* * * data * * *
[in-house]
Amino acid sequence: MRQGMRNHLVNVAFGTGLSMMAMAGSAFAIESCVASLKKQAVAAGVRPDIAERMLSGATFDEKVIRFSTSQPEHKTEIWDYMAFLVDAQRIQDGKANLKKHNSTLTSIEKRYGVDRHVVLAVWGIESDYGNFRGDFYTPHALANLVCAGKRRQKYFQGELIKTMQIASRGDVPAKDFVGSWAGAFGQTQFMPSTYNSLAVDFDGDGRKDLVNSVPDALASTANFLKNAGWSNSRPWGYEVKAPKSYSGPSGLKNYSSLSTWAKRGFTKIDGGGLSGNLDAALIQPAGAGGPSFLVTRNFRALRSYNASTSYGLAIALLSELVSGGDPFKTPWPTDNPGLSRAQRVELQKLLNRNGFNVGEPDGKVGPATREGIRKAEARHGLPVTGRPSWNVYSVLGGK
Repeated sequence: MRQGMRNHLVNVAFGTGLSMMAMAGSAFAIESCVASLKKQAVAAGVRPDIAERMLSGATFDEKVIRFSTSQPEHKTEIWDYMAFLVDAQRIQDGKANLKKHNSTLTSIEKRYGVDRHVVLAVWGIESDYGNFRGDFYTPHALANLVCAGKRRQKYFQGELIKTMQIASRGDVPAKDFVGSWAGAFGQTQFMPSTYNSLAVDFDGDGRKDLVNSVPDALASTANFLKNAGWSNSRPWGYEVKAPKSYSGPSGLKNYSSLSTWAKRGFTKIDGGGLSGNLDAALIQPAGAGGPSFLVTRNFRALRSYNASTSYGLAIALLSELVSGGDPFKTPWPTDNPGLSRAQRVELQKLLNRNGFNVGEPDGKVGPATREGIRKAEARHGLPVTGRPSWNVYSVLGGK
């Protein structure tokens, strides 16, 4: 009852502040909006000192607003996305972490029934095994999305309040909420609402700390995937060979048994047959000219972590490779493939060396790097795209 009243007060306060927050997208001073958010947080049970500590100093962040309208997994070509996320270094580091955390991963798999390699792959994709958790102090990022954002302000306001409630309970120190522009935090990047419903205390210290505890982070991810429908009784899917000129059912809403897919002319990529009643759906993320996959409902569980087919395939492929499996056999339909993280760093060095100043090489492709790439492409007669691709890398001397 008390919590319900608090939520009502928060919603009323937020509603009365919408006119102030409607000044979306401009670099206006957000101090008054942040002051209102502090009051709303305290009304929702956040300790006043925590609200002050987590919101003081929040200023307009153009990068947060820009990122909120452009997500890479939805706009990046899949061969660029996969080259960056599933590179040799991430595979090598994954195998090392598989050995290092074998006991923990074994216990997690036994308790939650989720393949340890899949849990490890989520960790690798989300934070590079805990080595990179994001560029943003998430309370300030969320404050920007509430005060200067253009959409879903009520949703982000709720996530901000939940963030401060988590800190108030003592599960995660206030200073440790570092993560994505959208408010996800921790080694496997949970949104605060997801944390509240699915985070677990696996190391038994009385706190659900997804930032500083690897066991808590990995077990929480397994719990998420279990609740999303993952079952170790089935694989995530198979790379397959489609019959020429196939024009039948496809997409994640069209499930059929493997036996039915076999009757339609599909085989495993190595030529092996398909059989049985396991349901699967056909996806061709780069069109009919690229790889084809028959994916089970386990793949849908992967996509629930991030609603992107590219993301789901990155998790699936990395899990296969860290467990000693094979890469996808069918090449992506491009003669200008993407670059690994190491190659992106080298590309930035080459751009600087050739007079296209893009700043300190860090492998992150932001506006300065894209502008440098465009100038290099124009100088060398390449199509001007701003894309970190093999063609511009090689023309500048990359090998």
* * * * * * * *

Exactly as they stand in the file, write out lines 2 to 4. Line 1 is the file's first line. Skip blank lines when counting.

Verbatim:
Amino acid sequence: MRQGMRNHLVNVAFGTGLSMMAMAGSAFAIESCVASLKKQAVAAGVRPDIAERMLSGATFDEKVIRFSTSQPEHKTEIWDYMAFLVDAQRIQDGKANLKKHNSTLTSIEKRYGVDRHVVLAVWGIESDYGNFRGDFYTPHALANLVCAGKRRQKYFQGELIKTMQIASRGDVPAKDFVGSWAGAFGQTQFMPSTYNSLAVDFDGDGRKDLVNSVPDALASTANFLKNAGWSNSRPWGYEVKAPKSYSGPSGLKNYSSLSTWAKRGFTKIDGGGLSGNLDAALIQPAGAGGPSFLVTRNFRALRSYNASTSYGLAIALLSELVSGGDPFKTPWPTDNPGLSRAQRVELQKLLNRNGFNVGEPDGKVGPATREGIRKAEARHGLPVTGRPSWNVYSVLGGK
Repeated sequence: MRQGMRNHLVNVAFGTGLSMMAMAGSAFAIESCVASLKKQAVAAGVRPDIAERMLSGATFDEKVIRFSTSQPEHKTEIWDYMAFLVDAQRIQDGKANLKKHNSTLTSIEKRYGVDRHVVLAVWGIESDYGNFRGDFYTPHALANLVCAGKRRQKYFQGELIKTMQIASRGDVPAKDFVGSWAGAFGQTQFMPSTYNSLAVDFDGDGRKDLVNSVPDALASTANFLKNAGWSNSRPWGYEVKAPKSYSGPSGLKNYSSLSTWAKRGFTKIDGGGLSGNLDAALIQPAGAGGPSFLVTRNFRALRSYNASTSYGLAIALLSELVSGGDPFKTPWPTDNPGLSRAQRVELQKLLNRNGFNVGEPDGKVGPATREGIRKAEARHGLPVTGRPSWNVYSVLGGK
């Protein structure tokens, strides 16, 4: 009852502040909006000192607003996305972490029934095994999305309040909420609402700390995937060979048994047959000219972590490779493939060396790097795209 009243007060306060927050997208001073958010947080049970500590100093962040309208997994070509996320270094580091955390991963798999390699792959994709958790102090990022954002302000306001409630309970120190522009935090990047419903205390210290505890982070991810429908009784899917000129059912809403897919002319990529009643759906993320996959409902569980087919395939492929499996056999339909993280760093060095100043090489492709790439492409007669691709890398001397 008390919590319900608090939520009502928060919603009323937020509603009365919408006119102030409607000044979306401009670099206006957000101090008054942040002051209102502090009051709303305290009304929702956040300790006043925590609200002050987590919101003081929040200023307009153009990068947060820009990122909120452009997500890479939805706009990046899949061969660029996969080259960056599933590179040799991430595979090598994954195998090392598989050995290092074998006991923990074994216990997690036994308790939650989720393949340890899949849990490890989520960790690798989300934070590079805990080595990179994001560029943003998430309370300030969320404050920007509430005060200067253009959409879903009520949703982000709720996530901000939940963030401060988590800190108030003592599960995660206030200073440790570092993560994505959208408010996800921790080694496997949970949104605060997801944390509240699915985070677990696996190391038994009385706190659900997804930032500083690897066991808590990995077990929480397994719990998420279990609740999303993952079952170790089935694989995530198979790379397959489609019959020429196939024009039948496809997409994640069209499930059929493997036996039915076999009757339609599909085989495993190595030529092996398909059989049985396991349901699967056909996806061709780069069109009919690229790889084809028959994916089970386990793949849908992967996509629930991030609603992107590219993301789901990155998790699936990395899990296969860290467990000693094979890469996808069918090449992506491009003669200008993407670059690994190491190659992106080298590309930035080459751009600087050739007079296209893009700043300190860090492998992150932001506006300065894209502008440098465009100038290099124009100088060398390449199509001007701003894309970190093999063609511009090689023309500048990359090998």